by Sean Kilcarr
We’ve heard time and again that “drowsy driving” poses a major safety threat to the motoring public. But how big is this threat, really? Well, a report compiled by the Centers for Disease Control and Prevention (CDC) earlier this year tried to answer that question by analyzing data from a set of questions about insufficient sleep administered through its Behavioral Risk Factor Surveillance System, which the agency uses to poll “noninstitutionalized adults.”
According to the analysis, some 4.2% reported falling asleep while driving at least one time during the previous 30 days—something that occurred more commonly among adults who reported sleeping six or fewer hours per night or who said they snored or “unintentionally” fell asleep during the day.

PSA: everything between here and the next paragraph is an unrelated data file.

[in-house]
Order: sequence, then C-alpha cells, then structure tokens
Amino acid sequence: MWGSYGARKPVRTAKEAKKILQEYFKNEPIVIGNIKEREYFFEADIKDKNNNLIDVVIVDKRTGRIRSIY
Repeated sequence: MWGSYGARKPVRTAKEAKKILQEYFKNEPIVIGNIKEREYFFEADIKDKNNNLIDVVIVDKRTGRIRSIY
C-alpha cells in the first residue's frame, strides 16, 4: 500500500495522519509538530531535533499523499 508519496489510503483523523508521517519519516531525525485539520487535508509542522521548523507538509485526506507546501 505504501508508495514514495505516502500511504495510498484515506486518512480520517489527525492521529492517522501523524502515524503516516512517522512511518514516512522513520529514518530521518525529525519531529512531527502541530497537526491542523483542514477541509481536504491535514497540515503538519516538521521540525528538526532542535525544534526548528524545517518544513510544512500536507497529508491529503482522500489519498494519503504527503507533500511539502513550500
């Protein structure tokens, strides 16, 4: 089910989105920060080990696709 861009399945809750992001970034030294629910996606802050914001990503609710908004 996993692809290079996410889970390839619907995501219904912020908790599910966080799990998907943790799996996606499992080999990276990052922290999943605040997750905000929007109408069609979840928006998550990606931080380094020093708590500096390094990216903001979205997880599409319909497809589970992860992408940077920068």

That’s got a lot of folks worried. The National Highway Traffic Safety Administration estimated that 2.5% of fatal motor vehicle crashes (about 730 in 2009) and 2% of all crashes with nonfatal injuries (about 30,000 in 2009) involved drowsy driving.
CDC’s research also indicated men were more likely to report drowsy driving than women (5.3% versus 3.2%) and that drowsy driving prevalence decreased with age, from below 4.9% among adults aged 18–44 years to 1.7% among those aged 65 years or older.
At the very least, the agency’s report injects some concrete numbers into the drowsy driving debate. How that will influence federal policy, though, is anyone’s guess.